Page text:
As parents, we do not always listen to understand. We listen to think about how we will respond, direct, protect, correct or inform. We are concerned and we are coming from a space of fear. We have great intentions, but when our 16-year-old teen acts like a five-year-old, it is easy to wander into that place of fear. The result? We end up controlling, creating an us-vs.-them opposition instead of authentic communication.
3.) Realize your teen’s physical age and your teen’s brain age may not be the same.
As children grow, they hit certain developmental milestones — physical, social and emotional. Especially during turbulent teenage years, these developmental milestones do not always coincide. Many factors, including trauma and learning differences, can contribute to a difference between physical age and function compared to brain age and function.
Understanding brain age begins with understanding how our left and right hemispheres interact. The left hemisphere is about intellect (IQ), while the right hemisphere is about emotional intelligence (EQ). When these hemispheres are out of balance (with one area strong and one area weak), brain age is impacted. For example, while your teen may be physically 15 years old, his or her brain could be functioning at age 9.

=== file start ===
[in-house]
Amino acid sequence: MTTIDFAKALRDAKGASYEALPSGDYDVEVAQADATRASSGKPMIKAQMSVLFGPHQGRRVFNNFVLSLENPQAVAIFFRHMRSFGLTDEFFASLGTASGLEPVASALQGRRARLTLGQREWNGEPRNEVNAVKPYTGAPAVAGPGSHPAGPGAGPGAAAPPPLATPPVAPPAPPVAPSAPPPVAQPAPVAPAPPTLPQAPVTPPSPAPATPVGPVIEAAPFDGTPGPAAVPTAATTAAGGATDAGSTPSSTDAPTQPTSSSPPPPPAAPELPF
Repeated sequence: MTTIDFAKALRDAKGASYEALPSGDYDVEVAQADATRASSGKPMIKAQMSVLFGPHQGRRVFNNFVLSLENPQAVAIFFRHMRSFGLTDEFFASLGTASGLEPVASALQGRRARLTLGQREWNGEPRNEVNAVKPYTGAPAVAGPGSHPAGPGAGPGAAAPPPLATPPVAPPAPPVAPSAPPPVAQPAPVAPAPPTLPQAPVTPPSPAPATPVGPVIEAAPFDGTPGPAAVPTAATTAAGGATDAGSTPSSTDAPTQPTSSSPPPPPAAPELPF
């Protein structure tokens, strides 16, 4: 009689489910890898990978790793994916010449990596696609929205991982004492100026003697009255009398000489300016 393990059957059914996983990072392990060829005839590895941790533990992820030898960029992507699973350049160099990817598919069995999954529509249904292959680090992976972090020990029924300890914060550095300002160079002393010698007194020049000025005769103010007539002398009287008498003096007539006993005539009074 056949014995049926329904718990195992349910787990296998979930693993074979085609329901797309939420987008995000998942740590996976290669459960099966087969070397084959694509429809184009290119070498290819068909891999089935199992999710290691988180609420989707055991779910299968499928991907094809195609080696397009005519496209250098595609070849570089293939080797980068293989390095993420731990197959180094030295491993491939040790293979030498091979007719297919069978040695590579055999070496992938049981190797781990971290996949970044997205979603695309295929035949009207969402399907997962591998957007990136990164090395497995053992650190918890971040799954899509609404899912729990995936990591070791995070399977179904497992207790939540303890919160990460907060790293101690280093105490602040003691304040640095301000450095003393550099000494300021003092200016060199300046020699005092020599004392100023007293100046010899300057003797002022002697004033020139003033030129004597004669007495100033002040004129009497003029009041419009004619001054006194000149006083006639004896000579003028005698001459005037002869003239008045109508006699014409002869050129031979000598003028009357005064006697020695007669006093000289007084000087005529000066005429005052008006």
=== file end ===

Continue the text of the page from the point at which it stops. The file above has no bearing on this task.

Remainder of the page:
Parents sometimes tell us that when they argue with their teen, they feel as if they are arguing with a lawyer: their teen can articulate exactly what they are thinking. Maybe you have felt the same way. Yet, these same teens can struggle to communicate how an experience has made them feel, or how something has impacted their beliefs. This indicates a stronger left hemisphere and a weaker right hemisphere, with the brain functioning at a younger age.
Here at Shelterwood, 95% of our students are extremely strong in their left hemisphere, indicating a strong intellect and verbal ability. Yet they encounter difficulties with the EQ and lag behind in social and emotional development. Understanding where your teen is in his or her emotional development and brain age can transform how the two of you communicate. At Shelterwood, determining brain age is a critical part of our process, and teens learn at our innovative, on-campus Brain Balance center.
4.) Strive to validate your teen in communication.
One of the biggest barriers to communication is the trap of who is right and who is wrong. When we think of the word “validate,” we think that to validate is to surrender, to tell your teen that he or she is right — but validation is actually affirmation. You validate your teen when you say, you matter and what is happening to you right now matters.